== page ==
The past year has allowed for something we don’t see much in modern times – an underground left to simmer and go unstirred for a solid four seasons. Since the spring of 2020 commenced, live music has been essentially nonexistent, and artists from rooks to vets the same have been inside cultivating and evolving in one way or another. Among the rookie camp’s smartest picks this February is none other than DICI, whose self-titled EP feels like a fusion of minimalist pop and spitfire hip-hop most will never even know they craved until hearing it for the very first time.
There’s no overstating the bass anywhere in this record’s tracklist, and whether it be the tight groove of “Bar for Bar” or the collage melodies of “Vector,” DICI himself is very careful about exploiting the rhythm of the music as much as he does his own poetry. While he runs into some tough mountains to climb in the complex “305-INTERLUDE” and bonus track “Shibuya,” he doesn’t get lax in his vocal delivery – he modulates and adapts a verse to suit the swing of the bassline. It’s at times a bit conservative, but this could be why his debut release sounds so poised in comparison to others I’ve heard recently.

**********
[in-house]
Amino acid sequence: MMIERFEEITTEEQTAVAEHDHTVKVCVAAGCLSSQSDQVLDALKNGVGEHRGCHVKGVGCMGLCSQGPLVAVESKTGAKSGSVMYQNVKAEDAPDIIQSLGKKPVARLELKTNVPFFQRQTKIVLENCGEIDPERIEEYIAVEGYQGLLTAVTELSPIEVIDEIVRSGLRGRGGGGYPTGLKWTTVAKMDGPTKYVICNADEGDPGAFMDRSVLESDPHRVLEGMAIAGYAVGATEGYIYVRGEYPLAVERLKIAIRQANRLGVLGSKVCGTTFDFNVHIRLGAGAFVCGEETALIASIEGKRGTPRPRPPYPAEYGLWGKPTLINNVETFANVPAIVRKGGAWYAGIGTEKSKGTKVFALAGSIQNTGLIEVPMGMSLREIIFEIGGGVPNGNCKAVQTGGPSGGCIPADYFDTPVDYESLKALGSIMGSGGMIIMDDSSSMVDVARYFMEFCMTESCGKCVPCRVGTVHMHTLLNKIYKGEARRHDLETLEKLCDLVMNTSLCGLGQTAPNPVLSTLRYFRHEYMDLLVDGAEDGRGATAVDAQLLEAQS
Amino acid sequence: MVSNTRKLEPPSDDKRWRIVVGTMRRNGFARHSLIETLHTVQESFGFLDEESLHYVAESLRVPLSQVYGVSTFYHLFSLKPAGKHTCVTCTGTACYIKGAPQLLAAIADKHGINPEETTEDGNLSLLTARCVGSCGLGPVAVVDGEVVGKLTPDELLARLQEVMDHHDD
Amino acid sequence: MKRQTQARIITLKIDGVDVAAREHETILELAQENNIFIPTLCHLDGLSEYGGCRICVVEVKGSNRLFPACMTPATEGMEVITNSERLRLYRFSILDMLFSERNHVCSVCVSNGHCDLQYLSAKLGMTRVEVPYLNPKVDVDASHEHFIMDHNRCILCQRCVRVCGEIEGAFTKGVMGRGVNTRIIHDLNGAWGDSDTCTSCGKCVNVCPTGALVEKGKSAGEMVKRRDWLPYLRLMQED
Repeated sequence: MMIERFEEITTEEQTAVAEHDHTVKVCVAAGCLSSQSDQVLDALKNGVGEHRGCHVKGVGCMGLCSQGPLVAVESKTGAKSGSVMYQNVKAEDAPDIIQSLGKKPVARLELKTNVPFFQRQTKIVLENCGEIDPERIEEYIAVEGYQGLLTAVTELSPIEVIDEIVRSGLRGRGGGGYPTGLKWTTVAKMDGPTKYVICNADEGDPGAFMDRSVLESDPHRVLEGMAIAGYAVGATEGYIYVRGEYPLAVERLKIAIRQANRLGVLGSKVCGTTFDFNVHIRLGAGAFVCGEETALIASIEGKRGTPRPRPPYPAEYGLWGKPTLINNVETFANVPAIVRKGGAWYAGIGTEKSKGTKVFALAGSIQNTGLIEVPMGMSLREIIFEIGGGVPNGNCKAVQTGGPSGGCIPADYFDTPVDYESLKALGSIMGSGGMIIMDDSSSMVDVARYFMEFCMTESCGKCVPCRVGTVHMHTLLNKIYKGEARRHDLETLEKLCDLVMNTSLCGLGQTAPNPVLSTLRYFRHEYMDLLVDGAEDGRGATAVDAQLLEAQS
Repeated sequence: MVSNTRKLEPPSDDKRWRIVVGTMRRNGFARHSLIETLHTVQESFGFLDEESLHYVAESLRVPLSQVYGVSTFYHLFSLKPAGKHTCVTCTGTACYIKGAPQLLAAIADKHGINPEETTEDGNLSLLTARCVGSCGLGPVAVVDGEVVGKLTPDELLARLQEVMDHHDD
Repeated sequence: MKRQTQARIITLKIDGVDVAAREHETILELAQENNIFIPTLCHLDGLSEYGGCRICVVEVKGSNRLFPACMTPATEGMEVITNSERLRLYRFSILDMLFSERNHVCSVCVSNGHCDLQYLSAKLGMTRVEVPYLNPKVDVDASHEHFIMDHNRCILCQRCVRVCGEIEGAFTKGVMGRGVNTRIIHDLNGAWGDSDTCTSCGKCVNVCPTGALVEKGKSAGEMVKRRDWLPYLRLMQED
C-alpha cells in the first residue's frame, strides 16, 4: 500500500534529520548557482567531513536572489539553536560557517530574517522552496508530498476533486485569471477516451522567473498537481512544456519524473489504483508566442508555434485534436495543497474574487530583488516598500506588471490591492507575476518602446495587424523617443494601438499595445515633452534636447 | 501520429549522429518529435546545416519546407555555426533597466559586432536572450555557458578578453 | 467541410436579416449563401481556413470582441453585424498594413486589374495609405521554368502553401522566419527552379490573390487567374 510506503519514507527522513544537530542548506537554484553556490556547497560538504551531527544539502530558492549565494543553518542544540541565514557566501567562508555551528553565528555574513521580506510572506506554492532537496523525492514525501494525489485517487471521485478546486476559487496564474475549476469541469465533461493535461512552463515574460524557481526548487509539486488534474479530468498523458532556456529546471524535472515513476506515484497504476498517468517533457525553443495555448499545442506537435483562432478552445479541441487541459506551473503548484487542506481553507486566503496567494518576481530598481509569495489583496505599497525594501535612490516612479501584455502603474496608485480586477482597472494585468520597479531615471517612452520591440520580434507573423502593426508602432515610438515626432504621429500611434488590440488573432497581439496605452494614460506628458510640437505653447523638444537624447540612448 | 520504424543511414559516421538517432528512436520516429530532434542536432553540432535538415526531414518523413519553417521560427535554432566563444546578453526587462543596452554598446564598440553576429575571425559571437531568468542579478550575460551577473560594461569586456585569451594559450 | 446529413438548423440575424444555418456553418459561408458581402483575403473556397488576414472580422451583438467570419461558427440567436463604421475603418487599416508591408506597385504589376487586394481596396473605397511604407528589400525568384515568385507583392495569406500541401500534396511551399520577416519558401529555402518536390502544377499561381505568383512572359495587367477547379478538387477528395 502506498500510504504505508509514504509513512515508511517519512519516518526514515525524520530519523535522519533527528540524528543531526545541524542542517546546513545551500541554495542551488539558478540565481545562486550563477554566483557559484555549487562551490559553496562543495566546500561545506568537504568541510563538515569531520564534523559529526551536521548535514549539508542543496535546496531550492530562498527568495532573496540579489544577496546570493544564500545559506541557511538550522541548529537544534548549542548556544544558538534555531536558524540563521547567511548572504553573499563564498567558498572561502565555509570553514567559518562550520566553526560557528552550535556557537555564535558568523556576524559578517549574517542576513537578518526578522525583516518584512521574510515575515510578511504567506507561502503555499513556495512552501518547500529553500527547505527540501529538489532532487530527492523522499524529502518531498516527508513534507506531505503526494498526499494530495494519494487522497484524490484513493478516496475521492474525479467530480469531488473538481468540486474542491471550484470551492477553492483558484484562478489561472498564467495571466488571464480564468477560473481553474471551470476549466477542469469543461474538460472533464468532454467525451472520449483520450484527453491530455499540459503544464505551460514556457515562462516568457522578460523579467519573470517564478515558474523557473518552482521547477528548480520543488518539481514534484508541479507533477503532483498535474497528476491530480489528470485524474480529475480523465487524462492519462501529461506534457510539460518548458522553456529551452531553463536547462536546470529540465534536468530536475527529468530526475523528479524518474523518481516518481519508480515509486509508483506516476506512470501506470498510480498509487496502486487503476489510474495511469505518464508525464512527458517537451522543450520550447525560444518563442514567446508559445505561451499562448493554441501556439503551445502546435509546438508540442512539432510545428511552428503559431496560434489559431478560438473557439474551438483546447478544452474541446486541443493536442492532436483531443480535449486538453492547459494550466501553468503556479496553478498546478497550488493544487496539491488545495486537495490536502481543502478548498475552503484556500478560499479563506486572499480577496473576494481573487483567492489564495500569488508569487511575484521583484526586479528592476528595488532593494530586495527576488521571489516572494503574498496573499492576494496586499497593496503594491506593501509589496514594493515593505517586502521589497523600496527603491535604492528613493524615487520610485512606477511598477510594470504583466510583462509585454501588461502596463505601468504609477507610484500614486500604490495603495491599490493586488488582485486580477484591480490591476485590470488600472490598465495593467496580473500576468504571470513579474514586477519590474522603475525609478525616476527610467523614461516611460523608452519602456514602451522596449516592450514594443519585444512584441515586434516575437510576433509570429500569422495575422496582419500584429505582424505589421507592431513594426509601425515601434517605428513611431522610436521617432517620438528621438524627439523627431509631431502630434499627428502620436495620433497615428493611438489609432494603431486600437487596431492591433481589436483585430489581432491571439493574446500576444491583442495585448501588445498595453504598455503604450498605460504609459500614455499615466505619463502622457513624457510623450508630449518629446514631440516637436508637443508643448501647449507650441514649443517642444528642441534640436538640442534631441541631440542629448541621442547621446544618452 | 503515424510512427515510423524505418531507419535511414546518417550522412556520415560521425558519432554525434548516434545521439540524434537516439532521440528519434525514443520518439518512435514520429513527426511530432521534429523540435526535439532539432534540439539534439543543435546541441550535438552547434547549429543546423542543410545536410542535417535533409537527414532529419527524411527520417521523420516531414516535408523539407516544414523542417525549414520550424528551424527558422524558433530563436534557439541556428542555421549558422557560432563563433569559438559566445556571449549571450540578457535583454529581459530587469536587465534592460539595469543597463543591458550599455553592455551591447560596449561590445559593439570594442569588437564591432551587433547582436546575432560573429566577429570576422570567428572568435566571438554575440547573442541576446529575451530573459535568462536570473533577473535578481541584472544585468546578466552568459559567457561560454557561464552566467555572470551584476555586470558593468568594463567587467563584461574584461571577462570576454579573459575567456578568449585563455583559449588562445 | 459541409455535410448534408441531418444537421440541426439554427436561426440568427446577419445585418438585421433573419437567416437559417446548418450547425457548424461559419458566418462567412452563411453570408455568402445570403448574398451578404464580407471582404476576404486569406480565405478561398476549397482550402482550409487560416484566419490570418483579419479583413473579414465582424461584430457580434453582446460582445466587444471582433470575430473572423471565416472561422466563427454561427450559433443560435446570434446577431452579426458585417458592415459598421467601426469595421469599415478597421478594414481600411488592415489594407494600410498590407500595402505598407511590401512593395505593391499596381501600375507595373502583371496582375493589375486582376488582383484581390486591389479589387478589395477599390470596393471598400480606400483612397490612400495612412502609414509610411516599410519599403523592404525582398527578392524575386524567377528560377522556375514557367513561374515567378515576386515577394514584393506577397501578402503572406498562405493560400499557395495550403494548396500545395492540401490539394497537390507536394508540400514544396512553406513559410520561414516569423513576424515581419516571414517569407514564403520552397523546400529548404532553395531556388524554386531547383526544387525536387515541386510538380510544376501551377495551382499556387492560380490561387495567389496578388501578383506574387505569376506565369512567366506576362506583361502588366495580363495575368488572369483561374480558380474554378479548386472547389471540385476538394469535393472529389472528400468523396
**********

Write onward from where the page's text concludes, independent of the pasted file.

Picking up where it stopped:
DICI’s vocal is light, crisp and allows for the lyrics to be the weightiest element in any given song. “Vector” and “Bar for Bar” could be showcase singles for his technique, while “4door” is the undisputed identity track of this EP for one main reason – it encapsulates all of his alluring confidence without depicting him as an arrogant teenage rap prodigy. He knows his way around a studio, and if this weren’t true I don’t believe this record would feel like the landmark release that it quite often does.
Though he’s clearly been influenced by minimalism and indie pop in his approach to instrumentation, there’s nothing in DICI’s eponymous extended play that becomes stripped of color or personality by any means – truthfully, it’s the exact opposite. His efficiencies are what lend immense credibility to the little bit of tonal luster there is to be heard in “4door” and “Bar for Bar,” and in moments like those in “Shibuya,” his organic vocal has more definition than any other component of the mix. It’s easy to overindulge in the producer’s chair; doing something like this takes a lot of unteachable skill, wit and talent.
I’ve been getting pickier about what I deem must-listen hip-hop in the past year due to the volume of quality work that’s been rising through the ranks, and DICI’s first release unquestionably makes the mark. It’s fun, unpretentious and cohesive in all of artistry, and though it isn’t without a couple of excusable cosmetic flaws here and there, DICI himself makes no ill-fated attempt to bury them in the bells and whistles too many of his contemporaries might just as soon record an entire LP around. He’s an integrity-first kind of musician, and that’s made very clear in this five-track introduction to his work.